On why he named his journey Trails D’Azure, Rao explains, “’Azure’ means Blue and Mongolia is known as ‘The land of eternal blue skies’.” He adds that his travel essentials comprise KLIM gear, Krios Helmet, Latitude Jacket & Pants, Gloves (Sponsored by Bigbadbikes.com), basic camping gear and an MSR Stove. To document the journey, his gear includes a GoPro, Canon 6D, Ricoh Reel camera, and Zoom H5N recorder.

Rao has to pinch himself to take in the surreal experience

One of the crucial aspects for Rao is to experience the local life, which is why he makes sure to stay with locals and get to know their life and be a part of it. “This has made me unlearn a lot of things and inspired me a lot. It has definitely changed a lot for me. I’ve met tons of crazy travelers and folks on the road. One thing I can say is that fear drives them all; but you make choices and never look back.”

What is truly special is how Rao’s friends, well-wishers and fellow motorcyclists from around the world have come forward to make Trails D’Azure a reality through an ongoing crowd-funding campaign, helping him make hard choices to embark on this journey. “I’ve been really grateful to everyone who has helped me with this journey. Holding an Indian passport and visiting these countries and travelling by your own motorcycle is the hardest thing. I spent close to 5 and a half months and around 6000$ for just documentation and Air-Freighting with which I could have gone round the world. It was really a challenge to acquire all the visas and prepare myself mentally for this. Meeting new people has always been the best thing about travelling for me – it’s the people you meet along the way who really inspire you and you learn a lot from them. So far, it’s been such an amazing journey that I am out of words to describe it,” he says.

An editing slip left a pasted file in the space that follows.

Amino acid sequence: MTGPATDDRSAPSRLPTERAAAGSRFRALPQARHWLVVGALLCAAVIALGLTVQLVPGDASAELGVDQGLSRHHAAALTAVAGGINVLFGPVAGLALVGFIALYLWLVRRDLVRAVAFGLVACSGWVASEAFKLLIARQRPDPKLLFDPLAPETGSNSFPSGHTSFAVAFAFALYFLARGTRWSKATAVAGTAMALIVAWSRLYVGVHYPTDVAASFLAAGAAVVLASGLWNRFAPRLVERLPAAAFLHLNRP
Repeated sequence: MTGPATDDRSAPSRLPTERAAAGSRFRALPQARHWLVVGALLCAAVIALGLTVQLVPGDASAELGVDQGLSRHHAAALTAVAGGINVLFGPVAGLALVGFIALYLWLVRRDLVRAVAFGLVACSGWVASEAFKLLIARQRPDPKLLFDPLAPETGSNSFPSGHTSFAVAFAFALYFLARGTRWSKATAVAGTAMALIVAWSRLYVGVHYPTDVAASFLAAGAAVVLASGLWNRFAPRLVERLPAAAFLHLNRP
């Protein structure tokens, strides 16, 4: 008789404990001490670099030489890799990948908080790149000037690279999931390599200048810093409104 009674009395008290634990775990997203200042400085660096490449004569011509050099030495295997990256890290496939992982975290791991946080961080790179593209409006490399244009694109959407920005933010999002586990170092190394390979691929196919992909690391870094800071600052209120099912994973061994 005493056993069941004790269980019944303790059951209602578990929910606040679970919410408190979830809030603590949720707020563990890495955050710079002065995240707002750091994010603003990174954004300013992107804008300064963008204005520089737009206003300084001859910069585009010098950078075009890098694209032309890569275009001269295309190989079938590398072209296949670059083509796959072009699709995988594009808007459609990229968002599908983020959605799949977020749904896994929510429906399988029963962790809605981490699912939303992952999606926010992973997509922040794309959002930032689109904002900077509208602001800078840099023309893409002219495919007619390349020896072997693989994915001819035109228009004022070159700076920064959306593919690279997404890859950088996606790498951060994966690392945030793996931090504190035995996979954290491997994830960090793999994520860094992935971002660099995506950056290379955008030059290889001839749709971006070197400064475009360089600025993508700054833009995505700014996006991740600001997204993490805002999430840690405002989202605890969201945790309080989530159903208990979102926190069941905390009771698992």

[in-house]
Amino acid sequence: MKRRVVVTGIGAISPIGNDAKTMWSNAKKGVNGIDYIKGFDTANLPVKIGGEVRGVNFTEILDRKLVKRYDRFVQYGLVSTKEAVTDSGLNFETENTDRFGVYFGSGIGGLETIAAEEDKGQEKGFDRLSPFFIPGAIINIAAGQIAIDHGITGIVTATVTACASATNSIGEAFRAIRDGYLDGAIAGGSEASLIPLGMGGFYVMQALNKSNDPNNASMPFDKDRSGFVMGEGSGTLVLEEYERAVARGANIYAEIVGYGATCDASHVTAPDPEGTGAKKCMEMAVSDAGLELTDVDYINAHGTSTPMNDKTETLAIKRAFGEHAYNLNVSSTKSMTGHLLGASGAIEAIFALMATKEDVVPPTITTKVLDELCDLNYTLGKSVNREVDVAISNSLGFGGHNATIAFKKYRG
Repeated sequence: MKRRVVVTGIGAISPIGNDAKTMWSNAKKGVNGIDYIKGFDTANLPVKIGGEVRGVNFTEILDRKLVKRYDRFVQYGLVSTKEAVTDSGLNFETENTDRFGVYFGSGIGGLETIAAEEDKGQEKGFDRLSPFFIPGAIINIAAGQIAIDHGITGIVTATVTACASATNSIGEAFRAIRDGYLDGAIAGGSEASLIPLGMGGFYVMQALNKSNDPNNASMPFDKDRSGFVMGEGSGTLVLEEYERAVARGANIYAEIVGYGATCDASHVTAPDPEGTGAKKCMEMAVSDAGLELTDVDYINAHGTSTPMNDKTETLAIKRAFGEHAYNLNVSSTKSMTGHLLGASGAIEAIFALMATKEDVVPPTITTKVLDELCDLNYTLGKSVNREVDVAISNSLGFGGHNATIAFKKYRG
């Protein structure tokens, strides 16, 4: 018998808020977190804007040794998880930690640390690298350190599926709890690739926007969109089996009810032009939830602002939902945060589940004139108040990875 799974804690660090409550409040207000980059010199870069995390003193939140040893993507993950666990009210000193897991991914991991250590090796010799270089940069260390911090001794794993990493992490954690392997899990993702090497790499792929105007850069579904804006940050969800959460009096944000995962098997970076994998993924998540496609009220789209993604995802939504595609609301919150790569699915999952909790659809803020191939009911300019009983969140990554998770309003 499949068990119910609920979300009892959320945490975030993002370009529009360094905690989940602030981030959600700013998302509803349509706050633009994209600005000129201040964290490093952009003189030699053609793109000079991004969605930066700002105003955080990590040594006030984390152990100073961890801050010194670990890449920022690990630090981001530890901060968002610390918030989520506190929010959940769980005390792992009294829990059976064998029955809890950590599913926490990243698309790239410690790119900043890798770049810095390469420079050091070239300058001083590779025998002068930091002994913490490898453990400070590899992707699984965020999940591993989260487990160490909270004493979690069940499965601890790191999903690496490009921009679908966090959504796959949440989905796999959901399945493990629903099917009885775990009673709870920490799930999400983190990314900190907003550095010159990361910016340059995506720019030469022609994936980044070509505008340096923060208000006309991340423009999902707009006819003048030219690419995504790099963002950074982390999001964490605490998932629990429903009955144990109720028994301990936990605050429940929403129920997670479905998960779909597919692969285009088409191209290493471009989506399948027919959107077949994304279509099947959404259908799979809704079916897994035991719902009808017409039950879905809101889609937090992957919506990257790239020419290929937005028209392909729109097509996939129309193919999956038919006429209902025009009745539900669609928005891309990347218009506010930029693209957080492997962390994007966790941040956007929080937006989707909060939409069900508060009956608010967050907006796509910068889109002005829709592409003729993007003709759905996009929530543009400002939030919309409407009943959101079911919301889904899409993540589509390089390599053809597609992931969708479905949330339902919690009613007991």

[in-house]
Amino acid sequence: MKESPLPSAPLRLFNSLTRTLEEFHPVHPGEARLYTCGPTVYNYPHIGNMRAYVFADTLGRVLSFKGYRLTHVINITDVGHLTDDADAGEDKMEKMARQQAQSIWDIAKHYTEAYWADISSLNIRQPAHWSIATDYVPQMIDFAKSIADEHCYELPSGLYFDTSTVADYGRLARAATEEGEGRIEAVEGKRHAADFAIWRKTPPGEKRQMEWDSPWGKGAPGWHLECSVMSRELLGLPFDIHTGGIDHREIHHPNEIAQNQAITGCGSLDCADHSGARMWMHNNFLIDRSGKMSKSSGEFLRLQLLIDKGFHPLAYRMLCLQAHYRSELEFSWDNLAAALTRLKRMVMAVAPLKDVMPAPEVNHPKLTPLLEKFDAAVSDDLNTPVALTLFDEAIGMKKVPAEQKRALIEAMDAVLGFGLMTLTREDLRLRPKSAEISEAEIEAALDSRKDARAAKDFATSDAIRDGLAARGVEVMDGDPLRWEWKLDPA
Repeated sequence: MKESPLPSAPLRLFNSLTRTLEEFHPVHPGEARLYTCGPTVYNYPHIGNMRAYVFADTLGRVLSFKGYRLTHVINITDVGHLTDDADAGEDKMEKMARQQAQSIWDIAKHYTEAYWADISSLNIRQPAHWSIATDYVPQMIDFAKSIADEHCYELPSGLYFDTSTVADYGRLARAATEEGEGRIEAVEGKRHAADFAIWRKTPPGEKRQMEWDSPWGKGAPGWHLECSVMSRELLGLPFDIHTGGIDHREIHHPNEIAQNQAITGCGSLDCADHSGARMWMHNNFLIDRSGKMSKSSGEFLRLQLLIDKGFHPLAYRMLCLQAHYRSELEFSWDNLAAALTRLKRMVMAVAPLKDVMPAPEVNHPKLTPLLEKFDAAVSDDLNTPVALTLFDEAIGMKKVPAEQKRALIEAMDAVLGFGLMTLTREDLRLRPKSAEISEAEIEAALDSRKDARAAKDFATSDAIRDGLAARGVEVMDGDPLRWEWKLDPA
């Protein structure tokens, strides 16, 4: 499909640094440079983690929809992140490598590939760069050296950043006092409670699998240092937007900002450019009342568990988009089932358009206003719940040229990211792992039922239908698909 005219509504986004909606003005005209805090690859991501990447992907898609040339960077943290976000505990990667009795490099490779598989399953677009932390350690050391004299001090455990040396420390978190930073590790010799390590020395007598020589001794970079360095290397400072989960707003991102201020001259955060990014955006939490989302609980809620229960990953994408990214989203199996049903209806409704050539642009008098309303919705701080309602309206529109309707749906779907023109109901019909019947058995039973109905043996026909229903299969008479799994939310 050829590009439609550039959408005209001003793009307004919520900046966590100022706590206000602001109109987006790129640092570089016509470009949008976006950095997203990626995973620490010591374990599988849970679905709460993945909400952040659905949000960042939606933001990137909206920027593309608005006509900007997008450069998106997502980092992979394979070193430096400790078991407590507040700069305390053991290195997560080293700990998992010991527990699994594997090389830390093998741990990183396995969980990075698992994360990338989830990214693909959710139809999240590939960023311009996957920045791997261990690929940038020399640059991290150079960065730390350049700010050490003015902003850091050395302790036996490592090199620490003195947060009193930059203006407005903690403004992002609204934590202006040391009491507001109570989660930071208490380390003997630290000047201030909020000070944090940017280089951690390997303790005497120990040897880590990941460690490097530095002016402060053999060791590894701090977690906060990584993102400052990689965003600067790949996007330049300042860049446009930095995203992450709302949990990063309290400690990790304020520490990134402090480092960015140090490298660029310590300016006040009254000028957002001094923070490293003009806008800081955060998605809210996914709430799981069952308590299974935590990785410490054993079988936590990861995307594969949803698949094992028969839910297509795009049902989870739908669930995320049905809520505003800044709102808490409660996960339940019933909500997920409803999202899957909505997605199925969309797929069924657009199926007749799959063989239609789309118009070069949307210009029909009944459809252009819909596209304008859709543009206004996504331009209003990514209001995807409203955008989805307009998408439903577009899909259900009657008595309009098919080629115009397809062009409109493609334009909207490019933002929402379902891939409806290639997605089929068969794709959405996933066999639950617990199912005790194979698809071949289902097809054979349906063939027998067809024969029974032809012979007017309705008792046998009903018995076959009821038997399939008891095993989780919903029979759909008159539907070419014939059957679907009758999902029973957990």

So what advice could a well- travelled motorcyclist like him offer to people who are hoping to embark on similar journeys? “All of us dream and very few chase your dreams and go for it. We often keep pushing the ideas of our dreams for tomorrow. We fail to realise that at one point, we will have too many tomorrows piled up and those tomorrows will have become yesterdays. For many, a job is some unpleasant work you do in order to make money. But it’s absurd to take up a job for the sole purpose of making money. If money becomes the goal and you work that way, you begin to lose out on your life. We are so hooked to the monotonous routine that it’s really hard to get out of the Autopilot mode. Work will always fill a large part of your life. But find what you love to do and just go for it. The only way to be truly satisfied is by doing that. I love travelling and I love my “job”!” he says.

Pitching a tent in Tajikitstan

Currently, Rao has finished Mongolia, and is taking the Trans-Siberian train from East to West of Russia and entering the European Union to spend 3 months exploring the countryside and music of Europa.

But how will he ever reconcile the two worlds once he’s eventually back home? He admits that it’s going to be a tough one to return from these travels. “But all I can say is that this is just the beginning and I’ll try and balance my travel and work somehow and continue exploring new places and culture.”